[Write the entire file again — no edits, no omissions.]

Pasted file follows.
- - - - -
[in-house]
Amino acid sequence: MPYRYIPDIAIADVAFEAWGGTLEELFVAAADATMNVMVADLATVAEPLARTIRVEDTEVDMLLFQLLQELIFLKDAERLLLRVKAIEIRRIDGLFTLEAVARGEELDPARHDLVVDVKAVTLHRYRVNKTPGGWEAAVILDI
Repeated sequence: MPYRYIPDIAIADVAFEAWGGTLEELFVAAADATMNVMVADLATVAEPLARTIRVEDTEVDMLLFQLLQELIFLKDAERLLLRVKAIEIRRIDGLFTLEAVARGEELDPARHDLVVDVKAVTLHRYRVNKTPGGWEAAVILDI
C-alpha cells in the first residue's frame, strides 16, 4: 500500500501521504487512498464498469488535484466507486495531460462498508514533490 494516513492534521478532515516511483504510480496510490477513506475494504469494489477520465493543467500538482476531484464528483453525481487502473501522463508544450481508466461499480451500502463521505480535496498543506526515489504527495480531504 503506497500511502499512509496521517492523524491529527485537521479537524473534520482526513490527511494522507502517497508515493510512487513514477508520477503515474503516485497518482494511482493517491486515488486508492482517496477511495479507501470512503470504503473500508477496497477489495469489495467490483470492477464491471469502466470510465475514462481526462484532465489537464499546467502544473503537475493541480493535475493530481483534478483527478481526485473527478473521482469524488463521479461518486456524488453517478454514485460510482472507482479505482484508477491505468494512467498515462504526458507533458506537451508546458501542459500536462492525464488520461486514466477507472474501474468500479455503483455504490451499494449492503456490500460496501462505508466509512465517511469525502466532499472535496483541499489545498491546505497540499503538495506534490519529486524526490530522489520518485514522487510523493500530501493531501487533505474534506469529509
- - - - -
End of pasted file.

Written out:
[in-house]
Amino acid sequence: MPYRYIPDIAIADVAFEAWGGTLEELFVAAADATMNVMVADLATVAEPLARTIRVEDTEVDMLLFQLLQELIFLKDAERLLLRVKAIEIRRIDGLFTLEAVARGEELDPARHDLVVDVKAVTLHRYRVNKTPGGWEAAVILDI
Repeated sequence: MPYRYIPDIAIADVAFEAWGGTLEELFVAAADATMNVMVADLATVAEPLARTIRVEDTEVDMLLFQLLQELIFLKDAERLLLRVKAIEIRRIDGLFTLEAVARGEELDPARHDLVVDVKAVTLHRYRVNKTPGGWEAAVILDI
C-alpha cells in the first residue's frame, strides 16, 4: 500500500501521504487512498464498469488535484466507486495531460462498508514533490 494516513492534521478532515516511483504510480496510490477513506475494504469494489477520465493543467500538482476531484464528483453525481487502473501522463508544450481508466461499480451500502463521505480535496498543506526515489504527495480531504 503506497500511502499512509496521517492523524491529527485537521479537524473534520482526513490527511494522507502517497508515493510512487513514477508520477503515474503516485497518482494511482493517491486515488486508492482517496477511495479507501470512503470504503473500508477496497477489495469489495467490483470492477464491471469502466470510465475514462481526462484532465489537464499546467502544473503537475493541480493535475493530481483534478483527478481526485473527478473521482469524488463521479461518486456524488453517478454514485460510482472507482479505482484508477491505468494512467498515462504526458507533458506537451508546458501542459500536462492525464488520461486514466477507472474501474468500479455503483455504490451499494449492503456490500460496501462505508466509512465517511469525502466532499472535496483541499489545498491546505497540499503538495506534490519529486524526490530522489520518485514522487510523493500530501493531501487533505474534506469529509